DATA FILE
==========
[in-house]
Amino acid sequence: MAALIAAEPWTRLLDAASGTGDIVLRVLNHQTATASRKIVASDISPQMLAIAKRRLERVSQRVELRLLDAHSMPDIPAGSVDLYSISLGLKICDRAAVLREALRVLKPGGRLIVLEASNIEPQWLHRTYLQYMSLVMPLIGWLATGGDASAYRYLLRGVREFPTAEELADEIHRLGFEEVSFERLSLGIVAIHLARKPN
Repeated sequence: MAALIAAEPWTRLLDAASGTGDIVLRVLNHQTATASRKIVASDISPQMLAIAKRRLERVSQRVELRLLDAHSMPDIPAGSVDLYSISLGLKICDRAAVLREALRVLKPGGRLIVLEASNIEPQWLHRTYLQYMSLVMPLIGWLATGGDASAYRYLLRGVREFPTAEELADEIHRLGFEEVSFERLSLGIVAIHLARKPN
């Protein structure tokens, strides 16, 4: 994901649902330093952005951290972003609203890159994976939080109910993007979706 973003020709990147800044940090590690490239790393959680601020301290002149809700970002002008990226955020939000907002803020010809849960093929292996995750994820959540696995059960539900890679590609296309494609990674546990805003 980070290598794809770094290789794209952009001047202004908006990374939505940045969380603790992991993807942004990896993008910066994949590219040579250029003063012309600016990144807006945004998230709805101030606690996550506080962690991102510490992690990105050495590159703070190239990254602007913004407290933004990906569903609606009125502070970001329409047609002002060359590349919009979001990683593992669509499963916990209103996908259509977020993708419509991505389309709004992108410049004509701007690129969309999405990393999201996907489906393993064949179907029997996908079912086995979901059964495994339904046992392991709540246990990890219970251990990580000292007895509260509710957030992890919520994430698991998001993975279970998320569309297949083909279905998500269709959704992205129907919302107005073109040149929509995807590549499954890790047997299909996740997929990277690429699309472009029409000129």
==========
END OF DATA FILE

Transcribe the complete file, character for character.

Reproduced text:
[in-house]
Amino acid sequence: MAALIAAEPWTRLLDAASGTGDIVLRVLNHQTATASRKIVASDISPQMLAIAKRRLERVSQRVELRLLDAHSMPDIPAGSVDLYSISLGLKICDRAAVLREALRVLKPGGRLIVLEASNIEPQWLHRTYLQYMSLVMPLIGWLATGGDASAYRYLLRGVREFPTAEELADEIHRLGFEEVSFERLSLGIVAIHLARKPN
Repeated sequence: MAALIAAEPWTRLLDAASGTGDIVLRVLNHQTATASRKIVASDISPQMLAIAKRRLERVSQRVELRLLDAHSMPDIPAGSVDLYSISLGLKICDRAAVLREALRVLKPGGRLIVLEASNIEPQWLHRTYLQYMSLVMPLIGWLATGGDASAYRYLLRGVREFPTAEELADEIHRLGFEEVSFERLSLGIVAIHLARKPN
């Protein structure tokens, strides 16, 4: 994901649902330093952005951290972003609203890159994976939080109910993007979706 973003020709990147800044940090590690490239790393959680601020301290002149809700970002002008990226955020939000907002803020010809849960093929292996995750994820959540696995059960539900890679590609296309494609990674546990805003 980070290598794809770094290789794209952009001047202004908006990374939505940045969380603790992991993807942004990896993008910066994949590219040579250029003063012309600016990144807006945004998230709805101030606690996550506080962690991102510490992690990105050495590159703070190239990254602007913004407290933004990906569903609606009125502070970001329409047609002002060359590349919009979001990683593992669509499963916990209103996908259509977020993708419509991505389309709004992108410049004509701007690129969309999405990393999201996907489906393993064949179907029997996908079912086995979901059964495994339904046992392991709540246990990890219970251990990580000292007895509260509710957030992890919520994430698991998001993975279970998320569309297949083909279905998500269709959704992205129907919302107005073109040149929509995807590549499954890790047997299909996740997929990277690429699309472009029409000129």